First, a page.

By Chris Uhlmann
The unthinkable has happened. The barbarian has stormed the citadel with his unfashionable army of old economy soldiers.
The unlikely leader of this blue collar revolution is a narcissistic, billionaire property mogul who moonlighted as a reality TV star before deciding to have a tilt at the White House.
But the punchline is now the headline: Donald Trump, president-elect of the United States of America.
Mr Trump’s victory was unimaginable to the squadrons of pundits who act as gatekeepers on acceptable discourse and he was routinely written off in the Republican primaries.
When he emerged to challenge Hillary Clinton in the run to the finish line, her defeat was never seriously contemplated.
The polls did not pick up the seething resentment in his disciples, who hate the mainstream media at least as much as they loathe the political class.
Mr Trump cut a lonely figure on the stage in the final days of his campaign, repudiated by Republican grandees like the Bush family.
But where he went, crowds came in their thousands, packing venues and spilling onto the streets outside.
Much of the commentary on his disciples was pejorative. They were the residue of a dying America: rough, racist, working-class white men.
Democrats turned their backs on the working class.
By contrast, Mrs Clinton was buttressed by the slick Democratic establishment surrounded by a dazzling array of right-on celebrities: Beyonce, Jay Z, JLo and the Boss.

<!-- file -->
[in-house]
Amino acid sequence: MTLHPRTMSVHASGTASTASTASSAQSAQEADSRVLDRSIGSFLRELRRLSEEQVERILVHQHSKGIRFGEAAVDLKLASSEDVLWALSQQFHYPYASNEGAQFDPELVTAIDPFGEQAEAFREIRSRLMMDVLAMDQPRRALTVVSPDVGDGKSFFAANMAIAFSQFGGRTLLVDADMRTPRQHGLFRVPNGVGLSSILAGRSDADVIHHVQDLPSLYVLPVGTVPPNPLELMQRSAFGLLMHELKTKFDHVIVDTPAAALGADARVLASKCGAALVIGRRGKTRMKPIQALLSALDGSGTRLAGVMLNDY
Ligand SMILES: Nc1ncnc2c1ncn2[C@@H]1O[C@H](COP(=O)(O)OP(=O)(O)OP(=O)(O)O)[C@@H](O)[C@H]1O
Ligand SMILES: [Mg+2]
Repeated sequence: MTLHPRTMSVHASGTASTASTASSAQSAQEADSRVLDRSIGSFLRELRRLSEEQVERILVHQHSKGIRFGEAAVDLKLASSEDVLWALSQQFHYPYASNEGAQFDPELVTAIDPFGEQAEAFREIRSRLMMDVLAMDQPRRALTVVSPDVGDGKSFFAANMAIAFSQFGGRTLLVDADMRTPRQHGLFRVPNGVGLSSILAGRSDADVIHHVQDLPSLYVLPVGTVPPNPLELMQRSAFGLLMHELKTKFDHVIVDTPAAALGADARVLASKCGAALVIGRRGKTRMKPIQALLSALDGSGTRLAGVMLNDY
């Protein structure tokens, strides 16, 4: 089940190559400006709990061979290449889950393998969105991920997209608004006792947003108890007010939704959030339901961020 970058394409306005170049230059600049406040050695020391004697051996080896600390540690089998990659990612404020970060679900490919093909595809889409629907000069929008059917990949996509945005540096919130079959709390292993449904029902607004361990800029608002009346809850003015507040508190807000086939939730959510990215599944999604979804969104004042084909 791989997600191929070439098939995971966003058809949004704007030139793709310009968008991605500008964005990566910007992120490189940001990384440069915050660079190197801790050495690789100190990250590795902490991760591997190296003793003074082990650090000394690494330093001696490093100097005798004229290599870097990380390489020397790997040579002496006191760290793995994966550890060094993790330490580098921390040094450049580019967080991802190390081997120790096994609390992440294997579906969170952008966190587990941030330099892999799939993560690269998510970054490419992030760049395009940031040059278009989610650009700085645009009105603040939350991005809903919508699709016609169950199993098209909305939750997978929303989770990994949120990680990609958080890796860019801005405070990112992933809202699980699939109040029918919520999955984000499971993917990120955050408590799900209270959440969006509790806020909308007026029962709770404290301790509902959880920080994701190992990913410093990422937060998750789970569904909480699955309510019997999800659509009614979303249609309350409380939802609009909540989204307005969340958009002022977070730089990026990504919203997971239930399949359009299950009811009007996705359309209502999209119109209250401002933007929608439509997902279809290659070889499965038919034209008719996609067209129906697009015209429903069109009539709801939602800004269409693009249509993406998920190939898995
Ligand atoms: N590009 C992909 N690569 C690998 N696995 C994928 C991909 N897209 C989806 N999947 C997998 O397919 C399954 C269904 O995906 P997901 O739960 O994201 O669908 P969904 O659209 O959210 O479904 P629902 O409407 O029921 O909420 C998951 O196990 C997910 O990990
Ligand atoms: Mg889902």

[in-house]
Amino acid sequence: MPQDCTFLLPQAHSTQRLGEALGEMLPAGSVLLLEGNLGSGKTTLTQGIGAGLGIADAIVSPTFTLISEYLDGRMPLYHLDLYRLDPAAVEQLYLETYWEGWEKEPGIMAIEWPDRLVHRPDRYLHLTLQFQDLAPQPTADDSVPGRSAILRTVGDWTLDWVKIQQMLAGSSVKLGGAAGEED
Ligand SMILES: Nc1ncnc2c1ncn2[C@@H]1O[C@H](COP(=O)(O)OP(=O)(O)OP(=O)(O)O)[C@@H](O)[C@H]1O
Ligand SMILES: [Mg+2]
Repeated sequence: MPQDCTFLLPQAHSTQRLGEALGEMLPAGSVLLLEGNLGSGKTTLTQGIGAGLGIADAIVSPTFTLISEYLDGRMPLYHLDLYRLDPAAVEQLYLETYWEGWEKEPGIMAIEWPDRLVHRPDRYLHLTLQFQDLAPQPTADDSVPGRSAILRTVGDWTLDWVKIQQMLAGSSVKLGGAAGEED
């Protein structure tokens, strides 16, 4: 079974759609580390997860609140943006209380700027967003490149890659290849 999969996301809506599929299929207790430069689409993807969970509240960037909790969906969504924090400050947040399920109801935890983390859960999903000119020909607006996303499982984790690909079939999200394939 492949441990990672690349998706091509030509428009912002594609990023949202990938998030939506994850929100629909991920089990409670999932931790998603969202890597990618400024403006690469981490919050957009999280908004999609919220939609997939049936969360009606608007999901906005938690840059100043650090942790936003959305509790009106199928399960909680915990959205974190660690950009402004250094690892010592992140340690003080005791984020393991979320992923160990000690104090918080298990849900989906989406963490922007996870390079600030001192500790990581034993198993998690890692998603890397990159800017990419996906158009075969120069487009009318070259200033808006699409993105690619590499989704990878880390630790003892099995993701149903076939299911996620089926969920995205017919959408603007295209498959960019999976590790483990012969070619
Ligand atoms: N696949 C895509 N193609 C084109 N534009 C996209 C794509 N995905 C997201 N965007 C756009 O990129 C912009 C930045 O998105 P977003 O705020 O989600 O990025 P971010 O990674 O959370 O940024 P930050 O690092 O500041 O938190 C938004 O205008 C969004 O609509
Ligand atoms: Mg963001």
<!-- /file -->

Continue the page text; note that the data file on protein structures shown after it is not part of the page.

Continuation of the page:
In building a coalition from city-dwelling professionals and black and Latino voters, the Democrats seemed to have little use for the blue collar workers on which the party once rested.
They were taken for granted, even treated with contempt.
Mrs Clinton did not visit Wisconsin after winning the Democratic nomination, but it was dyed deep blue on every election map.
When it turned red late on polling night, one network reported that an exit poll there showed half of all union households had voted for Mr Trump.
Those families — because Mr Trump voters also included a healthy chunk of working class women — believe they are losers in the Washington consensus on free trade and immigration.
The truth is more complex, but census figures showed they have been left behind by the changing economy.
The median household income of people with a high school degree or less peaked in 1997 at US $51,000. Today it is $42,000.